Image of Basil Hallam, the Knut with a Capital K.© National Portrait Gallery, London. Reproduced with thanks under Creative Commons.
As previous posts on this site have explored, fashion – and war – could produce some unlikely conjunctions. The fashionable flapper of 1915 might be recognised by her cartridge buttons or the silken bayonet belt she might choose to wear, perhaps in Joffre blue. The appeal of fashion in Edwardian Britain was not, however, a purely female preserve. The knut — and the conflicts he could present in terms of legitimatised forms of male identity – offers another site of change for words in war time..
When WW1 began, the knut or nut (both spellings are in use) remained undefined in the Oxford English Dictionary. ‘He has come too late for Dr. Murray’, a correspondent to the Times regretted (‘Dr. Murray’ referred to James Murray, editor-in chief of the OED). Its topicality was, however, undoubted. The most recent incarnation of a well-established pattern of male display, the knut was a descendant of the dandy and the beau, the macaroni and the toff. Favoured by young unmarried men, and -in comparison with the ‘toff’ markedly democratised (even a clerk might be ‘knut’ on his day off) — he could be recognised by his hat (floppy or silk), pastel gloves, bright socks, and indolent demeanour. In terms of langauge, the knut was the slang of the moment, as the Times commented in December 1913:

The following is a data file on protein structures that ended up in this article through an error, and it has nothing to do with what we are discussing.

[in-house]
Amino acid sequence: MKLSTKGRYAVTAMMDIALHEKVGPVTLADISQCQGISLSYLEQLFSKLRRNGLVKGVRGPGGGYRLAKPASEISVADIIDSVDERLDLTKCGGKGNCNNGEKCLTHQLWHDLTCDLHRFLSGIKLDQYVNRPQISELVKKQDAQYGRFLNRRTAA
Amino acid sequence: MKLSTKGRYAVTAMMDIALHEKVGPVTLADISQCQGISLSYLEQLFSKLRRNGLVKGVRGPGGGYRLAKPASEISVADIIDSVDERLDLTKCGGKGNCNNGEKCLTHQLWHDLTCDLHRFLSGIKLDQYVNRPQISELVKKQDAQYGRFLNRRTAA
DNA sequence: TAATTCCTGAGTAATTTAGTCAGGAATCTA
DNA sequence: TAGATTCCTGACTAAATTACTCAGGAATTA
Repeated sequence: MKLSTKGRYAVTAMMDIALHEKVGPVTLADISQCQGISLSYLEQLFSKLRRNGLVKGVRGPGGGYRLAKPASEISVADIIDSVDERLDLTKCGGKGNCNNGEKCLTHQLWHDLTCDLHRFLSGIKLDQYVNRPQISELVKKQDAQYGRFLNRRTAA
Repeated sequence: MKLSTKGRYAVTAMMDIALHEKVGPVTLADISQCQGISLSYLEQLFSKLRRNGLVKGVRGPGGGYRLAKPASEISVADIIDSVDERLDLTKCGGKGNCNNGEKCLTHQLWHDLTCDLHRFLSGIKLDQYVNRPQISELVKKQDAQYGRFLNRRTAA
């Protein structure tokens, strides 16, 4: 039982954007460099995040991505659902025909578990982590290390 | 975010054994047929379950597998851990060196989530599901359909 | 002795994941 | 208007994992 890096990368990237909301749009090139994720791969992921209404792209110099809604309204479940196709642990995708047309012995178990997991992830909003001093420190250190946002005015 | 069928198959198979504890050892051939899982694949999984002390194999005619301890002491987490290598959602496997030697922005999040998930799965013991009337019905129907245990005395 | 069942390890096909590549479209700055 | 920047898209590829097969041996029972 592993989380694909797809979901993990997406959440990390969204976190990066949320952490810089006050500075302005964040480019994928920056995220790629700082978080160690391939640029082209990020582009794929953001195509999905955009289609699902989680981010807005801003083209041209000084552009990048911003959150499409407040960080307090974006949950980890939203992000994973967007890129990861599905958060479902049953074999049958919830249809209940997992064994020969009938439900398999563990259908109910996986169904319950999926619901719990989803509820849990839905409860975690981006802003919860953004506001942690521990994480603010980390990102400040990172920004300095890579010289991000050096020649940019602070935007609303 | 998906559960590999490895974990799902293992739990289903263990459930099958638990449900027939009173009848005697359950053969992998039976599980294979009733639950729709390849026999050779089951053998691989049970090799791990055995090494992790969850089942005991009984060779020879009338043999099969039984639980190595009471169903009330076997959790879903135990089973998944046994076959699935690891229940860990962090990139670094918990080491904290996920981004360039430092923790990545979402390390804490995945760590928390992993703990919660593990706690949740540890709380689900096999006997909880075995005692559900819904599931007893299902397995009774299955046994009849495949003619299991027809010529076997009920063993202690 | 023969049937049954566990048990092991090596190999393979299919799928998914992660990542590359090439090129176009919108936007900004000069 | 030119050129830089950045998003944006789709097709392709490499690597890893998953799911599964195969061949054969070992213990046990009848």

No self-respecting youth can use the slang of his uncle …. He cannot guess that his uncle, when he uses the word “toff,” remembers the time when he himself was one, just as he will remember the time when he was a “nut.”
Basil Hallam’s music-hall turn as Gilbert the Filbert, the ‘knut with a capital K’ — in the revue ‘The Passing Show’ (which opened at the Palace Theatre in April 1914)– only served to enhance the popularity – and prevalence — of the knut in pre-war days. As Hallam’s lyrics stressed, the knut was ‘the pride of Piccadilly’, engaged in nothing more arduous than ‘counting his ties’.
The declaration of war in August of that year nevertheless brought a new set of images of male identity into prominence. Recruiting posters which urged (male) addressees to ‘play the man’ did not have the knut in mind. The knut’s brightly coloured clothing symbolised an ostentatious freedom from utilitarian constraint — a form of conspicuous (and leisured) consumption in which the performance of identity was very different. Such meanings could, in themselves, swiftly seem démodé. Young men who did not volunteer were liable to be proscribed as slackers and shirkers, epithets which took on pointed associations of cowardice or the deliberate avoidance of conflict in contemporary discourse. Continue reading